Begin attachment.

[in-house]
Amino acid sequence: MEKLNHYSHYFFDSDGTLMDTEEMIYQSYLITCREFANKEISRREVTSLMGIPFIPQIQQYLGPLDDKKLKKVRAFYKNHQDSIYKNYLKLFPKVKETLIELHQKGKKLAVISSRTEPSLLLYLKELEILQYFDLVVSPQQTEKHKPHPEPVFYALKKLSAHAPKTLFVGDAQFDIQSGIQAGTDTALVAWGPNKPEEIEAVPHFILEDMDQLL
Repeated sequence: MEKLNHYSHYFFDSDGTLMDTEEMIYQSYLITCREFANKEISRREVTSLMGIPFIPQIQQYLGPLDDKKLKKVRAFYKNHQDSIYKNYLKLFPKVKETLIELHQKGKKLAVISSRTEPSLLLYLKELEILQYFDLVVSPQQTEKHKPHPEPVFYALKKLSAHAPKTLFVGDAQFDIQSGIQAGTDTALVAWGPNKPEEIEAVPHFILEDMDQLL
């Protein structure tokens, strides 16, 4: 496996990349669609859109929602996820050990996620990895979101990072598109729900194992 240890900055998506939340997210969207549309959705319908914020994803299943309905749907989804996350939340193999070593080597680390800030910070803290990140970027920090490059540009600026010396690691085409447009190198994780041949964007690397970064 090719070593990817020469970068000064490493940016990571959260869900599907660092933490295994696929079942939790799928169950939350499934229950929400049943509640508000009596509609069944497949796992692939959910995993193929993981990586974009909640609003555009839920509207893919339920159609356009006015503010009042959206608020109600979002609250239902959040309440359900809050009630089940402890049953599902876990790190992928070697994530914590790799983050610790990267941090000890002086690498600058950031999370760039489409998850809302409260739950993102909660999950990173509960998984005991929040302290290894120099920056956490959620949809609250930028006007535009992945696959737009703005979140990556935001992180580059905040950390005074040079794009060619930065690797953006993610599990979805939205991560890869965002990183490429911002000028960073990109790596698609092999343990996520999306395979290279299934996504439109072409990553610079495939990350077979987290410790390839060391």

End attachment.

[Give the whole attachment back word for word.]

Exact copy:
[in-house]
Amino acid sequence: MEKLNHYSHYFFDSDGTLMDTEEMIYQSYLITCREFANKEISRREVTSLMGIPFIPQIQQYLGPLDDKKLKKVRAFYKNHQDSIYKNYLKLFPKVKETLIELHQKGKKLAVISSRTEPSLLLYLKELEILQYFDLVVSPQQTEKHKPHPEPVFYALKKLSAHAPKTLFVGDAQFDIQSGIQAGTDTALVAWGPNKPEEIEAVPHFILEDMDQLL
Repeated sequence: MEKLNHYSHYFFDSDGTLMDTEEMIYQSYLITCREFANKEISRREVTSLMGIPFIPQIQQYLGPLDDKKLKKVRAFYKNHQDSIYKNYLKLFPKVKETLIELHQKGKKLAVISSRTEPSLLLYLKELEILQYFDLVVSPQQTEKHKPHPEPVFYALKKLSAHAPKTLFVGDAQFDIQSGIQAGTDTALVAWGPNKPEEIEAVPHFILEDMDQLL
């Protein structure tokens, strides 16, 4: 496996990349669609859109929602996820050990996620990895979101990072598109729900194992 240890900055998506939340997210969207549309959705319908914020994803299943309905749907989804996350939340193999070593080597680390800030910070803290990140970027920090490059540009600026010396690691085409447009190198994780041949964007690397970064 090719070593990817020469970068000064490493940016990571959260869900599907660092933490295994696929079942939790799928169950939350499934229950929400049943509640508000009596509609069944497949796992692939959910995993193929993981990586974009909640609003555009839920509207893919339920159609356009006015503010009042959206608020109600979002609250239902959040309440359900809050009630089940402890049953599902876990790190992928070697994530914590790799983050610790990267941090000890002086690498600058950031999370760039489409998850809302409260739950993102909660999950990173509960998984005991929040302290290894120099920056956490959620949809609250930028006007535009992945696959737009703005979140990556935001992180580059905040950390005074040079794009060619930065690797953006993610599990979805939205991560890869965002990183490429911002000028960073990109790596698609092999343990996520999306395979290279299934996504439109072409990553610079495939990350077979987290410790390839060391």